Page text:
Developers in New York City often draw ire from residents when plans for new buildings threaten to change the character of a neighborhood. But rarely do residents have the means or the connections to present a serious challenge.
That is not the case in the quiet and wealthy enclave of Sutton Place, where neighbors are at war with a development company over a proposal to build an 800-foot tower on a lot on 58th Street that is approximately the width of two row houses.
“It will do nothing more than essentially rob the entire community of sunlight and create a presence that will bring no new commerce to the neighborhood,” Lisa Mercurio, communications director of the East River Fifties Alliance (ERFA), which is leading the fight against the project, told LLNYC. “Most importantly, it is not within the context of anything that has been built in there ever before.”
Gamma Real Estate, the developer of the project, disagrees, saying the building at 430 East 58th Street will contribute to the economy and growth of the neighborhood. Right now, Gamma is allowed to build the tower due to the way the area — which spans 52nd Street to 59th Street, east of First Avenue — is zoned.
“It will do nothing more than essentially
rob the entire community of sunlight.”
ERFA is pushing for a zoning amendment that would limit new developments in the neighborhood to 210 feet high for buildings on small streets and 235 feet high for buildings that front wide streets. Developers could build up to 260 feet if they agree to reserve 20 percent of the units for affordable housing.
The group has some rather powerful people on its side, including Manhattan Borough President Gale Brewer, New York City Council members Dan Garodnick and Ben Kallos and New York State Senator Liz Krueger.
They see the tower proposed for 58th Street as an extension of so-called Billionaires’ Row farther west on 57th Street, where wealthy foreigners, looking for a place to park their money, regularly pay tens of millions of dollars for apartments that they don’t even live in most of the time.
In June, ERFA scored a small victory when the City Planning Commission certified its zoning application, starting the public review process. Community Board 6 and the borough president approved the plan, which means it can now go to the City Planning Commission and the City Council for review; it must be approved by the City Council and the City Planning Commission in order for the rezoning to take effect.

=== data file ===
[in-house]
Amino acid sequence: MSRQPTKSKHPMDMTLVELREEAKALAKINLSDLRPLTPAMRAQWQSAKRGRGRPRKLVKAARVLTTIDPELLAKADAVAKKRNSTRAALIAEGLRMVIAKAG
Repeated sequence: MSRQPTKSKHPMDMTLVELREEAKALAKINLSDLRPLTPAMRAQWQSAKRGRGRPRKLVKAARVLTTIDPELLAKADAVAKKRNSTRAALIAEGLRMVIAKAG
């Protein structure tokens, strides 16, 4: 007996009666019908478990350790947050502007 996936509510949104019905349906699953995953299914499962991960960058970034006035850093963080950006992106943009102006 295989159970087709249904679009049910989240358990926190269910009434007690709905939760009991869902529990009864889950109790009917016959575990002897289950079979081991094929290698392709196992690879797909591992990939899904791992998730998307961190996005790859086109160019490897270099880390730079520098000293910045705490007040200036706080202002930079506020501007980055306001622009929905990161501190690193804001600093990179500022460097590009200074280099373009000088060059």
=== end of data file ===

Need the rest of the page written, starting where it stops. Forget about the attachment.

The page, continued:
Gamma Real Estate says ERFA’s efforts are “hypocritical,” pointing out that the president of the group, Alan Kersh, lives in an apartment 250 feet high at the Sovereign, the tall residential building across the street from the proposed tower. ERFA’s proposed height limit, Gamma said, seems designed to protect his view.
“For the sake of progress in New York City we hope that ERFA’s hypocritical and self-serving effort is prevented from moving forward,” Jonathan Kalikow, president of Gamma Real Estate, told LLNYC in a statement. Gamma claims that ERFA’s proposed height limits would “effectively discourage all future construction in the area.”
Mercurio told LLNYC these accusations are “so untrue,” and that the proposed height limits are based on the advice of three city planners the group consulted. In addition, if a building with affordable housing were to be built there instead, Kersh’s view would in fact be affected under ERFA’s proposal, because a developer could theoretically build up it up to 260 feet.
“This is much bigger than a fight from the Sovereign or any one building,” Mercurio says. “I think it’s really important for the public to understand that this is really about who New York is for.”